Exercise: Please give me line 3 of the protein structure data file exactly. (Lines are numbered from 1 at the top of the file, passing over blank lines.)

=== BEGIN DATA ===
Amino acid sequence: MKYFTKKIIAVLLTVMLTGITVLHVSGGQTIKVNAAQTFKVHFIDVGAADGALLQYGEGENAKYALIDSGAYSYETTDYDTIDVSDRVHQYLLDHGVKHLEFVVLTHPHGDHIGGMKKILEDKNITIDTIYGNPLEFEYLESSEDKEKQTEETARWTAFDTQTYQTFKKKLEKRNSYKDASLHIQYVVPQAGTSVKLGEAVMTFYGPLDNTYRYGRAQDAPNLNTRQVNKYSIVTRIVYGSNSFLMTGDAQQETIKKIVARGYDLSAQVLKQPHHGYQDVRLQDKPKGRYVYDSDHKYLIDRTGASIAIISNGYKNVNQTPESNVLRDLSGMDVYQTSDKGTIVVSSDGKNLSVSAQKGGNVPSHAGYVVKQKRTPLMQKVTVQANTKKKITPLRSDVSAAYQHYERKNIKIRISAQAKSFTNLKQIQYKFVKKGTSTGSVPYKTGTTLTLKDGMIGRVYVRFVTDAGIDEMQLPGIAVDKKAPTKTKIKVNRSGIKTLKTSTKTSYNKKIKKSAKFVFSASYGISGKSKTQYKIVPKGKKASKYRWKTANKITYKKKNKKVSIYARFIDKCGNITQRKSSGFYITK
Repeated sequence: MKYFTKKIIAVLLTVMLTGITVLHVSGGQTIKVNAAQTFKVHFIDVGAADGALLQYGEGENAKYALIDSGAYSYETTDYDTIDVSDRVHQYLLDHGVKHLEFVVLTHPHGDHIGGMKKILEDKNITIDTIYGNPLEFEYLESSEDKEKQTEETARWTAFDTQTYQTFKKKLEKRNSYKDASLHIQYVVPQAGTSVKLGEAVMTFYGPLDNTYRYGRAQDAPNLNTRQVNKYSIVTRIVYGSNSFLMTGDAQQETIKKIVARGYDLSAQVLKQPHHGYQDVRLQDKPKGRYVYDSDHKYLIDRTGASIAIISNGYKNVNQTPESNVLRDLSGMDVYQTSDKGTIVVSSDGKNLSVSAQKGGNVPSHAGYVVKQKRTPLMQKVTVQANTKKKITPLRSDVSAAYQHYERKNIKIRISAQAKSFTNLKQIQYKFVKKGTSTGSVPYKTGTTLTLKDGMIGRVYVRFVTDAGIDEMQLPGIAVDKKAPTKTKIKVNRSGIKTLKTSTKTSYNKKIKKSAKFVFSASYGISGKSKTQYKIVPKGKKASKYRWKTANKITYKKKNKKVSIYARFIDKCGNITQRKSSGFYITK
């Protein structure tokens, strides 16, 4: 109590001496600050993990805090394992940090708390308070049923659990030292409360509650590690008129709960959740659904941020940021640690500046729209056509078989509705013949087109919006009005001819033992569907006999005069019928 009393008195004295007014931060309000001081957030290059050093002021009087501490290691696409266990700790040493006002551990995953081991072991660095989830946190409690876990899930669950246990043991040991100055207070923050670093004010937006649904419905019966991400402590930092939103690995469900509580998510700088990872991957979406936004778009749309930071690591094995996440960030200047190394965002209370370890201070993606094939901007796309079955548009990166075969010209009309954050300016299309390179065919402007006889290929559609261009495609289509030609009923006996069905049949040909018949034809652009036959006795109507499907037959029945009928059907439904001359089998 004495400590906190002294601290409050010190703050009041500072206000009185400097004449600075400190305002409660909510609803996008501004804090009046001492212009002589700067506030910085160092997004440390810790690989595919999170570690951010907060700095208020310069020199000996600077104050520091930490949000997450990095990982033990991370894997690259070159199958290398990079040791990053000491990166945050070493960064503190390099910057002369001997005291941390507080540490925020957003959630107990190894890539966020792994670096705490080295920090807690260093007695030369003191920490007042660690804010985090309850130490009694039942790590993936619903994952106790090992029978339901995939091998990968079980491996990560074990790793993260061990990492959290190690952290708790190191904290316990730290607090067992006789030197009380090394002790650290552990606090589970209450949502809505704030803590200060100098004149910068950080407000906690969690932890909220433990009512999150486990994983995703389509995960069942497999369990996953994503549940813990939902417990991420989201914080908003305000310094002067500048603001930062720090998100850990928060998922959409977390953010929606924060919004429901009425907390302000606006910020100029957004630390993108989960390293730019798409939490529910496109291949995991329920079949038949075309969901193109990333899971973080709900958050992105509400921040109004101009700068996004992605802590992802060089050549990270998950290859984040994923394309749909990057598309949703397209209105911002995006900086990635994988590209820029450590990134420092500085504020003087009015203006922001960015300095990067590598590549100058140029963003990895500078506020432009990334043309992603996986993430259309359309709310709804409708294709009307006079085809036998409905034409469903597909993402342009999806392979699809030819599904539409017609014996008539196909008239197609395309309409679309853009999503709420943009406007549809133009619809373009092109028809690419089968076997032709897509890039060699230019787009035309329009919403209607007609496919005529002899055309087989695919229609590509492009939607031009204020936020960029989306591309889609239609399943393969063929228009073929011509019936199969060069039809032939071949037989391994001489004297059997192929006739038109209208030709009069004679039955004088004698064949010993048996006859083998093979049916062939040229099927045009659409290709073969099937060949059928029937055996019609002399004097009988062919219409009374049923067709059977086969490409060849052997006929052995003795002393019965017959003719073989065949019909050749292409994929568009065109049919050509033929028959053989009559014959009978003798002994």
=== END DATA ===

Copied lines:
């Protein structure tokens, strides 16, 4: 109590001496600050993990805090394992940090708390308070049923659990030292409360509650590690008129709960959740659904941020940021640690500046729209056509078989509705013949087109919006009005001819033992569907006999005069019928 009393008195004295007014931060309000001081957030290059050093002021009087501490290691696409266990700790040493006002551990995953081991072991660095989830946190409690876990899930669950246990043991040991100055207070923050670093004010937006649904419905019966991400402590930092939103690995469900509580998510700088990872991957979406936004778009749309930071690591094995996440960030200047190394965002209370370890201070993606094939901007796309079955548009990166075969010209009309954050300016299309390179065919402007006889290929559609261009495609289509030609009923006996069905049949040909018949034809652009036959006795109507499907037959029945009928059907439904001359089998 004495400590906190002294601290409050010190703050009041500072206000009185400097004449600075400190305002409660909510609803996008501004804090009046001492212009002589700067506030910085160092997004440390810790690989595919999170570690951010907060700095208020310069020199000996600077104050520091930490949000997450990095990982033990991370894997690259070159199958290398990079040791990053000491990166945050070493960064503190390099910057002369001997005291941390507080540490925020957003959630107990190894890539966020792994670096705490080295920090807690260093007695030369003191920490007042660690804010985090309850130490009694039942790590993936619903994952106790090992029978339901995939091998990968079980491996990560074990790793993260061990990492959290190690952290708790190191904290316990730290607090067992006789030197009380090394002790650290552990606090589970209450949502809505704030803590200060100098004149910068950080407000906690969690932890909220433990009512999150486990994983995703389509995960069942497999369990996953994503549940813990939902417990991420989201914080908003305000310094002067500048603001930062720090998100850990928060998922959409977390953010929606924060919004429901009425907390302000606006910020100029957004630390993108989960390293730019798409939490529910496109291949995991329920079949038949075309969901193109990333899971973080709900958050992105509400921040109004101009700068996004992605802590992802060089050549990270998950290859984040994923394309749909990057598309949703397209209105911002995006900086990635994988590209820029450590990134420092500085504020003087009015203006922001960015300095990067590598590549100058140029963003990895500078506020432009990334043309992603996986993430259309359309709310709804409708294709009307006079085809036998409905034409469903597909993402342009999806392979699809030819599904539409017609014996008539196909008239197609395309309409679309853009999503709420943009406007549809133009619809373009092109028809690419089968076997032709897509890039060699230019787009035309329009919403209607007609496919005529002899055309087989695919229609590509492009939607031009204020936020960029989306591309889609239609399943393969063929228009073929011509019936199969060069039809032939071949037989391994001489004297059997192929006739038109209208030709009069004679039955004088004698064949010993048996006859083998093979049916062939040229099927045009659409290709073969099937060949059928029937055996019609002399004097009988062919219409009374049923067709059977086969490409060849052997006929052995003795002393019965017959003719073989065949019909050749292409994929568009065109049919050509033929028959053989009559014959009978003798002994």